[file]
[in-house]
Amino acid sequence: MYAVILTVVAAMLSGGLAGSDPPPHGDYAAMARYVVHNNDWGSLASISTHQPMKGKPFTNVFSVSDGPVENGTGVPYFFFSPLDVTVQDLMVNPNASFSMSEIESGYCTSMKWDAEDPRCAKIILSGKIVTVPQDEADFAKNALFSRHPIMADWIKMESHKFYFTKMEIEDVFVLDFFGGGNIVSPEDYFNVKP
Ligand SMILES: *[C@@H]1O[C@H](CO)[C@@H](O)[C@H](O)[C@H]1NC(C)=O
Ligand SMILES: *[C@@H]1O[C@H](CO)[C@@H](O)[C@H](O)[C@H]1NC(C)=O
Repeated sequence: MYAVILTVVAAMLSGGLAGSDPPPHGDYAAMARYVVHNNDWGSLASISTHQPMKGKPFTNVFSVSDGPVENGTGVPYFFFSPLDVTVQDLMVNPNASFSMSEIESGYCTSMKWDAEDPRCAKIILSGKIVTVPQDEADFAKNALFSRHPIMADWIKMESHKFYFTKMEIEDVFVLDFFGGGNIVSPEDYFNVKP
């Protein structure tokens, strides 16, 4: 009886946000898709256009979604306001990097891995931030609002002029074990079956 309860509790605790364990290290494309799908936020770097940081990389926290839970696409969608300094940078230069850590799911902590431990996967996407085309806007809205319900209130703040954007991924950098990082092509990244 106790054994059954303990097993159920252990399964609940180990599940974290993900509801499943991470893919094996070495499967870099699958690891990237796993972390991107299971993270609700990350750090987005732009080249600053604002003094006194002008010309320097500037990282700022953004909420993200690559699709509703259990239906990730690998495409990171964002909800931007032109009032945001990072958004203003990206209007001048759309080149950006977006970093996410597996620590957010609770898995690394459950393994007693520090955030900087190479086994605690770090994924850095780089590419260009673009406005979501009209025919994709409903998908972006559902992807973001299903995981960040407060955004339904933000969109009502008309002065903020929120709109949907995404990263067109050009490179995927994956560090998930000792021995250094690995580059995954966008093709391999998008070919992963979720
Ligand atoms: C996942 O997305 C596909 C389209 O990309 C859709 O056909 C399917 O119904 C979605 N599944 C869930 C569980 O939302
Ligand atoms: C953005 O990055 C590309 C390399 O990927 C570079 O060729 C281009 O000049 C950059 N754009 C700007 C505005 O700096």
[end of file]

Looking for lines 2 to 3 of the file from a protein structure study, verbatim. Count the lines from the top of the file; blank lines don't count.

Amino acid sequence: MYAVILTVVAAMLSGGLAGSDPPPHGDYAAMARYVVHNNDWGSLASISTHQPMKGKPFTNVFSVSDGPVENGTGVPYFFFSPLDVTVQDLMVNPNASFSMSEIESGYCTSMKWDAEDPRCAKIILSGKIVTVPQDEADFAKNALFSRHPIMADWIKMESHKFYFTKMEIEDVFVLDFFGGGNIVSPEDYFNVKP
Ligand SMILES: *[C@@H]1O[C@H](CO)[C@@H](O)[C@H](O)[C@H]1NC(C)=O